Fragment of a bifolium from Haymo of Halberstadt, Homily LXXI for Easter Monday, in Latin, manuscript on parchment[France, late 11th century]
Fragment, c. 320 × 213 mm, comprising a large part of one leaf with most of two columns of text, preserving 26 lines each, and a small part of the conjoint leaf, preserving a narrow part of a single column, blind-ruled and written in a very fine Caroline minuscule script, the text of the more complete page comprising “[duo]decim apostolis non fuerint … quando illum in sepulchro collo[catum]” (pr. by Migne, Patrologia Latina, CXVIII (1852), col. 457 line 7 – 458 line 2); doubtless recovered from use as binders’ waste, with consequent hold and other damage, but the surviving text mostly very clear and easily legible.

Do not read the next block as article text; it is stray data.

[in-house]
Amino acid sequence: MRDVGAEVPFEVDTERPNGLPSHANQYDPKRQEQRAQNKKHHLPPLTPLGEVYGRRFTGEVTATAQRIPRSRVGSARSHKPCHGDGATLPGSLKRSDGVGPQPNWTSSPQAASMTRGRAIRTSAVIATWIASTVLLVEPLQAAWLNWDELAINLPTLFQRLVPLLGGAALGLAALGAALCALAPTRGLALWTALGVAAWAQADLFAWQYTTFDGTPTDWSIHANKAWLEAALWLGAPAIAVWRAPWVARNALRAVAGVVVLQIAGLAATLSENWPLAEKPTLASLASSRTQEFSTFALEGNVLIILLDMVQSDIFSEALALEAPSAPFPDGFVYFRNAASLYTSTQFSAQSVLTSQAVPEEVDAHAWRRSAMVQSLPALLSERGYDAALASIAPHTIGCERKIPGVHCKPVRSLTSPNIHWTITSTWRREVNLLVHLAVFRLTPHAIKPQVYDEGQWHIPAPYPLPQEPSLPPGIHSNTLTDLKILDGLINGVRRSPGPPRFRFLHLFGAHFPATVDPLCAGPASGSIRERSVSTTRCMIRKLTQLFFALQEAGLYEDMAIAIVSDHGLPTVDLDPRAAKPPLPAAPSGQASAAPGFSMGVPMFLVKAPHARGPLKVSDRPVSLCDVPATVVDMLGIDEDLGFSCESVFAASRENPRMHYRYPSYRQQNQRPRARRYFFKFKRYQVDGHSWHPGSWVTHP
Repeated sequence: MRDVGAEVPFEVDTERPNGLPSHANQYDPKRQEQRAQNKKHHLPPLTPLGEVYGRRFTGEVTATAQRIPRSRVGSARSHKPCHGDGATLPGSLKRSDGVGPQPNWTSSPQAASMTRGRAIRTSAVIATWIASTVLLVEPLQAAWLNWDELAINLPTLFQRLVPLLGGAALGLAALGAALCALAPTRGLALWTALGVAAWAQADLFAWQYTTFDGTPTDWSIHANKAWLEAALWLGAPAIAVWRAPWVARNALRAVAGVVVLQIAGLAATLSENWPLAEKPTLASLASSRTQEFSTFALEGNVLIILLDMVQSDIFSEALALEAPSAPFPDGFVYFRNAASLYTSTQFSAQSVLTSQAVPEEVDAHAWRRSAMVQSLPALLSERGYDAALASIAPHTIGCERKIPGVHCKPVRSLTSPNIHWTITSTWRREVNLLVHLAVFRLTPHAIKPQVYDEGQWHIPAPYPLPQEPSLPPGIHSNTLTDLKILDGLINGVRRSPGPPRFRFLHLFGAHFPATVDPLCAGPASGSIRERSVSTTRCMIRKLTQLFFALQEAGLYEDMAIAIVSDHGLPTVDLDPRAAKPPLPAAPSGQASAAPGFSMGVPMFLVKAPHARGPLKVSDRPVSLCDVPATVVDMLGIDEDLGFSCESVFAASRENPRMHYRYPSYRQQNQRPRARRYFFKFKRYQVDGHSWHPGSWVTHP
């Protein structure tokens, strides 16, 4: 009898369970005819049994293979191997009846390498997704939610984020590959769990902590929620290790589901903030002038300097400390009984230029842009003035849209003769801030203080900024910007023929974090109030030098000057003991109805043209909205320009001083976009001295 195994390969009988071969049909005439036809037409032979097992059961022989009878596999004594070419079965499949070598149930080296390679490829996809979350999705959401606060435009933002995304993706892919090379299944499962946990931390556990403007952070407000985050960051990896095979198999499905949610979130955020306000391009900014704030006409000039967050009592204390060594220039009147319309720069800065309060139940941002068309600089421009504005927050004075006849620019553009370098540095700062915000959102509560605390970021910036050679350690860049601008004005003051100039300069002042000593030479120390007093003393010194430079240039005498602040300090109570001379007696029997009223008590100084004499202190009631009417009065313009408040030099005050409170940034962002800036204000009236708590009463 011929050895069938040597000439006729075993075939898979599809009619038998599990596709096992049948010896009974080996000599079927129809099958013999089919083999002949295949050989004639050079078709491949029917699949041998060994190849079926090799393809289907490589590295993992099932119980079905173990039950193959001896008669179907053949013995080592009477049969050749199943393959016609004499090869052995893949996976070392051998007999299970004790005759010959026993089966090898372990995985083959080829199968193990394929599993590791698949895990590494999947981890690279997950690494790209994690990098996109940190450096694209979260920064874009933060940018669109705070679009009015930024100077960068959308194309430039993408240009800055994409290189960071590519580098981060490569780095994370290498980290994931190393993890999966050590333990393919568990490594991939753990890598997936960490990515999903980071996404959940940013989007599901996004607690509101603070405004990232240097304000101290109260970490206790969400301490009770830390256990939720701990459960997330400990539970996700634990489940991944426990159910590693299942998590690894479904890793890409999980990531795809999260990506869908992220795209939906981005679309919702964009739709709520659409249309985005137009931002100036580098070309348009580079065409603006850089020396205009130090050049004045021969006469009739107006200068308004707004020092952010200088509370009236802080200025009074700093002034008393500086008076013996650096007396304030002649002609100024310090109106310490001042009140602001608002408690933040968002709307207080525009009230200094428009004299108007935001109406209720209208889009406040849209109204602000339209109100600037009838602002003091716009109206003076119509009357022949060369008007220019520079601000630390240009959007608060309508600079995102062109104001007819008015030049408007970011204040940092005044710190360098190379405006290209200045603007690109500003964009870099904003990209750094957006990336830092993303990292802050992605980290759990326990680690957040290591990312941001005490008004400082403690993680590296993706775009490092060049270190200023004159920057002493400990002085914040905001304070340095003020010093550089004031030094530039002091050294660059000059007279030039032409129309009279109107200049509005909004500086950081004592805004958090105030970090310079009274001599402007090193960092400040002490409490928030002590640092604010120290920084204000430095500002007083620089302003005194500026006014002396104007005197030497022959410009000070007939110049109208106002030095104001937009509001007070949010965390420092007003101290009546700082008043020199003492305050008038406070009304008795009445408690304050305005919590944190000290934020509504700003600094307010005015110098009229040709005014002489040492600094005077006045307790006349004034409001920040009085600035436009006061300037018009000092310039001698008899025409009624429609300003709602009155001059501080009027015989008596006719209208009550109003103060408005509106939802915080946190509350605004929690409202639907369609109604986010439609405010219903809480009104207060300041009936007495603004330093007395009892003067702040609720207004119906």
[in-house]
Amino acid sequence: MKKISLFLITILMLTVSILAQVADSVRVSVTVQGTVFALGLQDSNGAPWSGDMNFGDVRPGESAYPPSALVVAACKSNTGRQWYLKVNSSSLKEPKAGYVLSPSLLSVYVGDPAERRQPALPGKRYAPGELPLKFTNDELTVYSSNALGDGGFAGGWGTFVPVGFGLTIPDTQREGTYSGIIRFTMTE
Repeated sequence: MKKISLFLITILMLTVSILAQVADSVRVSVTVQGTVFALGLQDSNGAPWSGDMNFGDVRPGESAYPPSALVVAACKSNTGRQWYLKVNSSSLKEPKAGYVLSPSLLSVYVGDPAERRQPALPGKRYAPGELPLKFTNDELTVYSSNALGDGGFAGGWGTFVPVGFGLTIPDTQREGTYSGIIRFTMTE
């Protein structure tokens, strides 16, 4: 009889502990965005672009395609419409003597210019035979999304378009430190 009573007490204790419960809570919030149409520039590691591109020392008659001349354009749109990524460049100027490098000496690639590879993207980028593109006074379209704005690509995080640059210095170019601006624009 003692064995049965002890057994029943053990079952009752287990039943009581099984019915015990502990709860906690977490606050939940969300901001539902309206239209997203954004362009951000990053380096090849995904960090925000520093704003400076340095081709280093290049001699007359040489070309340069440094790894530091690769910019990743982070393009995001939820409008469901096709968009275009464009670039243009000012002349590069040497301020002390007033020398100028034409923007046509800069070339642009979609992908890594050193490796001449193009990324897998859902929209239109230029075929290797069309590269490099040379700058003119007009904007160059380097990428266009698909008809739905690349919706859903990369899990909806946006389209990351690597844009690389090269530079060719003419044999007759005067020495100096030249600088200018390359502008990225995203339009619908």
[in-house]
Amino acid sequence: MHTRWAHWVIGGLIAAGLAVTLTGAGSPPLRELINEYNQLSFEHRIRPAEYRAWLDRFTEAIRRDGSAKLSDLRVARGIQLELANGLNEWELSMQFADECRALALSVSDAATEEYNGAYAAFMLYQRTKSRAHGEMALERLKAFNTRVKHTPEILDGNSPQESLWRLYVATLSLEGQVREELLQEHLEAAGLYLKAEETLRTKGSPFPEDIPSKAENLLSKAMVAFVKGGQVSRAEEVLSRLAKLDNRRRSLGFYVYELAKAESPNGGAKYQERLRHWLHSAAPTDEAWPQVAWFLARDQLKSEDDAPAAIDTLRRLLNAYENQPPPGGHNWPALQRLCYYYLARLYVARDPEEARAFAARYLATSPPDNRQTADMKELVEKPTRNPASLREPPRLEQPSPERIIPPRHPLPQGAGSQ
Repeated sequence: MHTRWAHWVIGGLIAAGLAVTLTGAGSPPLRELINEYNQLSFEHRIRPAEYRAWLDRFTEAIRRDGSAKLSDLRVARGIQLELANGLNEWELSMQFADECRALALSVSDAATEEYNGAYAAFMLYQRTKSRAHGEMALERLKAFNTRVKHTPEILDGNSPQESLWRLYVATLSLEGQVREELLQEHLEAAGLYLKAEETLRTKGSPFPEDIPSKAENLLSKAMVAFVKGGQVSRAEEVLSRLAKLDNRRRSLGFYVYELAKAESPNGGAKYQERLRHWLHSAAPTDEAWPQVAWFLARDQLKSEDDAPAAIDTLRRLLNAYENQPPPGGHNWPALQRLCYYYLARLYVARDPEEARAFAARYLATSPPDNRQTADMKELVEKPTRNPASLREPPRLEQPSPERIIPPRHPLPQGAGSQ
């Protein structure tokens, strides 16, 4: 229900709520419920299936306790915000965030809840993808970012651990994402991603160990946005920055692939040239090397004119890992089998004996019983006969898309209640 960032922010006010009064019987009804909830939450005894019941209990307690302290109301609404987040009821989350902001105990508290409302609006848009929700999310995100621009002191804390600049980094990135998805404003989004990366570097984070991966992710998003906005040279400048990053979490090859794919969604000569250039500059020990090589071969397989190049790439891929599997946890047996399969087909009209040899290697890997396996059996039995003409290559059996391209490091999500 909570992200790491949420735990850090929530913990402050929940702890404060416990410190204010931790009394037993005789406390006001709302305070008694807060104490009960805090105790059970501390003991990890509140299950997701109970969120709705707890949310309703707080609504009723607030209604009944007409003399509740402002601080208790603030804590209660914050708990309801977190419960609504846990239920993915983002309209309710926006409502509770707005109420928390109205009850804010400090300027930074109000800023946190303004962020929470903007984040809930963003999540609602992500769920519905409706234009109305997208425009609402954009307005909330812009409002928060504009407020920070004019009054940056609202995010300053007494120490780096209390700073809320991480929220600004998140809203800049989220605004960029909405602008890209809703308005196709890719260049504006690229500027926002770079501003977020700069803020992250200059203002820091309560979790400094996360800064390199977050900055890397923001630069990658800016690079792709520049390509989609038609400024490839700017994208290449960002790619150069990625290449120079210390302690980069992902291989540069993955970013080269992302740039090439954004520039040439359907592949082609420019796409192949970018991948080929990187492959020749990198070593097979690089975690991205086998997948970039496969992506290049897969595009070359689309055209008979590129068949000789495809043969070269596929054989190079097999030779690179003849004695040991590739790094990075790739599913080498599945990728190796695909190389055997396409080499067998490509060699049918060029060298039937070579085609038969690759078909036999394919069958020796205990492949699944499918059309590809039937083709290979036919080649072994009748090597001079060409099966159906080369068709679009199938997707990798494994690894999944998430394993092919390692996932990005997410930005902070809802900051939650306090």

Features of this handsome 11th-century script are the use of tall ‘s’ (which descends slightly below the line) except as capital letters when the round form is used, the use of both sloping and upright ‘d’, the frequent use of ‘st’ and ‘ct’ ligatures, the ‘r’ which descends slightly below the line, the use of the ampersand within words to stand for ‘et’ e.g. ‘quilib&’ and occasional (inappropriate) use of the ‘ae’ ligature e.g. ‘ævangelista’.